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The Sacred Fire of Georges Jouve

Published on , by Anne Doridou-Heim

When Georges Jouve (1910-1964) started designing furniture, he created coffee tables with colorful ceramics.

Georges Jouve (1910-1964), rectangular coffee table with metal structure, top featuring... The Sacred Fire of Georges Jouve

Georges Jouve (1910-1964), rectangular coffee table with metal structure, top featuring six orangey-red ceramic plates fixed with cement, c. 1959, h. 40.5/16 in, top 105 x 36.5 cm/41.3 x 14.4 in.
Result: €126,224

Georges Jouve's furniture appears less often on the market than his decorative objects. However, the ceramist who studied at the Boulle School created several rectangular coffee tables with a metal structure. This one features six highly attractive orangey-red ceramic plaques beautifully set off by the gray metal frame. The tiles are fixed with cement, according to a traditional technique adopted by the designer.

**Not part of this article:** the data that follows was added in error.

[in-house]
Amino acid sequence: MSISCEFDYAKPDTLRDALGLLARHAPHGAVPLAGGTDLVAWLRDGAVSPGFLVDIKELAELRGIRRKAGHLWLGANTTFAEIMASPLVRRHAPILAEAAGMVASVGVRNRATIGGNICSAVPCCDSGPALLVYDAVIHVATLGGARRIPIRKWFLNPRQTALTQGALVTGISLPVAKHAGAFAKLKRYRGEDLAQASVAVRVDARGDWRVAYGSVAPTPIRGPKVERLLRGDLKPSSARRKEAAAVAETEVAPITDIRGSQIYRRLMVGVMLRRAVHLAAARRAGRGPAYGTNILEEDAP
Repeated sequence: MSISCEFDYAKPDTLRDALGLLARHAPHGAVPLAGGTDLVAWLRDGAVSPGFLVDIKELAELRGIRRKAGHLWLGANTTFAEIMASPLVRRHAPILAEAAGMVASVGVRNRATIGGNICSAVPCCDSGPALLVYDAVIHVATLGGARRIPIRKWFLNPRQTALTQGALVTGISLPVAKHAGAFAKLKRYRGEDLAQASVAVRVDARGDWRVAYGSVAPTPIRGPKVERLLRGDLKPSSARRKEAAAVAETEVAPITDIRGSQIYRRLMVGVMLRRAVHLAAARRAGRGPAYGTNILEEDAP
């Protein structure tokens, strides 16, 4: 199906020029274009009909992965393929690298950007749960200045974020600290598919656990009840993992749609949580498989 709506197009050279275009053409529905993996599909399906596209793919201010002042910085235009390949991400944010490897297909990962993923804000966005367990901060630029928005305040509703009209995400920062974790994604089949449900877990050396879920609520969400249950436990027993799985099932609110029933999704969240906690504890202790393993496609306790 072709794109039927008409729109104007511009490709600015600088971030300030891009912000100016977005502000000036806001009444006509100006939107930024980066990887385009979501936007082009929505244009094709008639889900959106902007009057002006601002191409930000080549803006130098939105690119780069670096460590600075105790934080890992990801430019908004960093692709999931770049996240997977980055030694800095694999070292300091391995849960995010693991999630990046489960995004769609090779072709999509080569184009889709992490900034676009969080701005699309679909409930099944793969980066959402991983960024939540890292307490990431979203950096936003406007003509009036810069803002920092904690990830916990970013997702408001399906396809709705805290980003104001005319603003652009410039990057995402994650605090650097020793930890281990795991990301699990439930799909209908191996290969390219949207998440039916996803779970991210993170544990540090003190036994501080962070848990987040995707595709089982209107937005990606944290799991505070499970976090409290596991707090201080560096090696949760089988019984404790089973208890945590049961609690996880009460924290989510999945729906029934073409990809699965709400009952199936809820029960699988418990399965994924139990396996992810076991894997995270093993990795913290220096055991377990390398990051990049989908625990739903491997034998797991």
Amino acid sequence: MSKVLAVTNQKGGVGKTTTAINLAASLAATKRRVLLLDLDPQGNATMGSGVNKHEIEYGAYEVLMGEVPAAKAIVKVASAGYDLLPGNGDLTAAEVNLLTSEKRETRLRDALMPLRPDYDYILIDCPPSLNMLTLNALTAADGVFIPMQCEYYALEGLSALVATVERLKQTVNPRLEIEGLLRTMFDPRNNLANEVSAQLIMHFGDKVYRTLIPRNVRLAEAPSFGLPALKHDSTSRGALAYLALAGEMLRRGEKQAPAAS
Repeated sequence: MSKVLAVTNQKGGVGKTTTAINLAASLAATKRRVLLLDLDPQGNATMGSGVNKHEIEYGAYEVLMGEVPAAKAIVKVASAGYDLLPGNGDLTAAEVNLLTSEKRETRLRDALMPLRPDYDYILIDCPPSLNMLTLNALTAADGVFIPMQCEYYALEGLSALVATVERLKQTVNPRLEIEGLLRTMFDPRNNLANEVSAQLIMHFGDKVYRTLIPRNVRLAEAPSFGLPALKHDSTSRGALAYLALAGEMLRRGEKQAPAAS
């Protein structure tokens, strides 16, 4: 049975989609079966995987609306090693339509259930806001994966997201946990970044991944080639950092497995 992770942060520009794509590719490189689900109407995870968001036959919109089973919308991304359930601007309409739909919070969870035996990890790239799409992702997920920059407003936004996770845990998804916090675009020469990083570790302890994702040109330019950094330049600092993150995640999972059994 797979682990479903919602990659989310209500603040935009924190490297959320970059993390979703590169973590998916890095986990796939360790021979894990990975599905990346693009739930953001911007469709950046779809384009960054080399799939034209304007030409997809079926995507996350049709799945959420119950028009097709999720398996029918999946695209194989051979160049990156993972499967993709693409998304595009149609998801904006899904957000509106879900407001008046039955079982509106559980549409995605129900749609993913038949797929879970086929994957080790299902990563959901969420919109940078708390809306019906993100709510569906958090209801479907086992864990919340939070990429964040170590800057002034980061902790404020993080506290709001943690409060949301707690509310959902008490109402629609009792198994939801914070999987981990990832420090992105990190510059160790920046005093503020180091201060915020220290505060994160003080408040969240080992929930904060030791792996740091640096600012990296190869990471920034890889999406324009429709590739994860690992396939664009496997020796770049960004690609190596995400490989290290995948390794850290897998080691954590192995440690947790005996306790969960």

Jouve saw no hierarchy in the useful and the decorative: what came first in his view was the beauty of a piece. He was thus at odds with most ceramics masters, whose approach perpetuated the tradition of decisively utilitarian objects in pottery. Nor was he one of those artists who drew on techniques to create unique pieces. With his coffee tables, the craftsman abandoned volume, returning to the two-dimensional character of the tile. Since form in space was no longer a priority, he could focus entirely on the beauty of color. The stunning orangey-red shade he chose here, evoking the fire essential to create the material, garnered him €126,224. However, a 1904 view painted by Ferdinand Loyen du Puigaudeau (1864-1930) of Venise, voiles et gondoles (Venice, Sailboats and Gondolas) in front of the Doge's Palace, found no buyers.

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